The Paris attacks have provoked security questions about whether European countries can - and should - be sharing better actionable intelligence on terrorism-related suspects. In addition, some officials in Europe and the United States have used the attacks to repeat their calls for strong cryptography and encrypted communications tools to be weakened, and for governments to be allowed to collect, monitor and analyze more bulk communications data.
Some of those arguments have referred to a now-refuted media report that a Sony PlayStation 4 had been recovered from the Belgian residence of one of the attackers, and that the gang may have used it to plot their Paris assault.
But Brian Honan, who heads Dublin-based information security consultancy BH Consulting, and who is a cybersecurity advisor to the association of European police agencies known as Europol, says all such reports should be treated with caution. "There actually has been no evidence provided by anybody to support any of these claims," he says. "So we still don't know how the attackers planned these attacks, what tools they used, or indeed whether they used encryption or not."
Furthermore, regardless of what attackers did - or did not - use to facilitate their attacks, Honan argues that now is not the time to make snap public policy decisions that attempt to promote or restrict either cryptography or surveillance.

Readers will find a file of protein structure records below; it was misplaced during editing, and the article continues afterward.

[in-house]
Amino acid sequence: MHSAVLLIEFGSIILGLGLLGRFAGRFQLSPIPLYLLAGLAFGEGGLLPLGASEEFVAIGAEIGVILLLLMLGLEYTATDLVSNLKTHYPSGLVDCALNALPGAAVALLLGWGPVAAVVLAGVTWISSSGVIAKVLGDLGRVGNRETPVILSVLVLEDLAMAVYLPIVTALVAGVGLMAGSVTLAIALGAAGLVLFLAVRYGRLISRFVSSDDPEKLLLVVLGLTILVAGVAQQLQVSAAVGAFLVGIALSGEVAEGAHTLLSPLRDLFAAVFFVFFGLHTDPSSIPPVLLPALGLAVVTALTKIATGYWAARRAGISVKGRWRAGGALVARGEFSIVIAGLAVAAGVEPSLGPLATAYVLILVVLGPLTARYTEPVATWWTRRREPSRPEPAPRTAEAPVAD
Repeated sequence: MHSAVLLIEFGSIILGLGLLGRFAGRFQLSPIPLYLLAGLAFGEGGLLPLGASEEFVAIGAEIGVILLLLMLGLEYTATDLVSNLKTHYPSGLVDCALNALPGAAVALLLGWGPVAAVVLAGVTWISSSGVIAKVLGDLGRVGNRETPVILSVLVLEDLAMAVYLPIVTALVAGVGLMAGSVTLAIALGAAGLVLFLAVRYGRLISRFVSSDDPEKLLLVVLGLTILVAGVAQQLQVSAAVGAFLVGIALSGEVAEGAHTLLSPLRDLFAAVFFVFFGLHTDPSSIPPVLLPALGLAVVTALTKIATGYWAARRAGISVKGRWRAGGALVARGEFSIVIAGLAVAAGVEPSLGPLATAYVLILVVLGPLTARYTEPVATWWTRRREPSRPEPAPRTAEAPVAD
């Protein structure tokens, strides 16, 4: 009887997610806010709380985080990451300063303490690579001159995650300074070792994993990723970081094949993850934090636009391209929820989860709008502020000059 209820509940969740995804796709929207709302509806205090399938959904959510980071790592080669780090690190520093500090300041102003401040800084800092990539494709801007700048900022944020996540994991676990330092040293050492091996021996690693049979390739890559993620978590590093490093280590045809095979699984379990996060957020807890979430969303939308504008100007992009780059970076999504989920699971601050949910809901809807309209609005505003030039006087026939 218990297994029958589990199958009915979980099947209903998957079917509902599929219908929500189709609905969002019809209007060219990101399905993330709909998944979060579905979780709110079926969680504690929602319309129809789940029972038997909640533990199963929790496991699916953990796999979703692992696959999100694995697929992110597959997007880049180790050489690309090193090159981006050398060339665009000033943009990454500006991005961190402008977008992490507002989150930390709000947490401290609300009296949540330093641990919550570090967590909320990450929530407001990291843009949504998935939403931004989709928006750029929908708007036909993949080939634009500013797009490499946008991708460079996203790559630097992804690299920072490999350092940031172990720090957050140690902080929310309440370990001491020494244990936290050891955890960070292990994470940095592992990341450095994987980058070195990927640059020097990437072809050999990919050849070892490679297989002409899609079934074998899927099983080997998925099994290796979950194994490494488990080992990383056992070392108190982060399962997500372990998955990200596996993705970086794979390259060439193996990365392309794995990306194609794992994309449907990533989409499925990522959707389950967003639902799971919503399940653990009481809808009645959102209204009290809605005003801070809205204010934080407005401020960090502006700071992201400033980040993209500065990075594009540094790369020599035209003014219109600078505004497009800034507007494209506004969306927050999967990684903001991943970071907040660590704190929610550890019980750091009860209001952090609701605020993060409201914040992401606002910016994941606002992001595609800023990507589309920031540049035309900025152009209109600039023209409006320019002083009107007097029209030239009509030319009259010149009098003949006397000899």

Required: 'Healthy Debate'
Instead, he says proponents on both sides of the debate should argue their case in public. "Then we as a society, we decide, well, what is it that we want?" he says. "Do we want strong encryption to protect our businesses, to protect our online privacy and prevent mass surveillance by rogue states? Or is the threat by terrorism and criminals so great that we feel well maybe we need to allow some ways for law enforcement and government agencies to monitor such communications?"
To date, however, "I don't think we've had a sensible debate," he says.
In this interview with Information Security Media Group (see audio link below photo), Honan also discusses:
- The need for countries fighting a common foe to share more information;
- Parallels between the information-sharing problems that plague businesses, as well as intelligence agencies;
- The need to publicly debate the use of - and potential limits on - both surveillance and encryption.
Honan heads BH Consulting, which he founded; serves as a member of advisory group on Internet security to the Europol Cybercrime Centre, or EC3; and is a member of the advisory board for cloud security firm CipherCloud. He's also the founder and CEO of the Irish Reporting and Information Security Service, which is Ireland's first computer emergency response team, and lectures on information security management at University College Dublin. He's previously served as general manager for IT security monitoring service provider Topsec Technology, headed operations for application service provider Cognotec, worked as a senior IT consultant for Swiss-based IT consultancy The COMIT Gruppe and was a network architect for life insurance and pensions company Irish Life Assurance.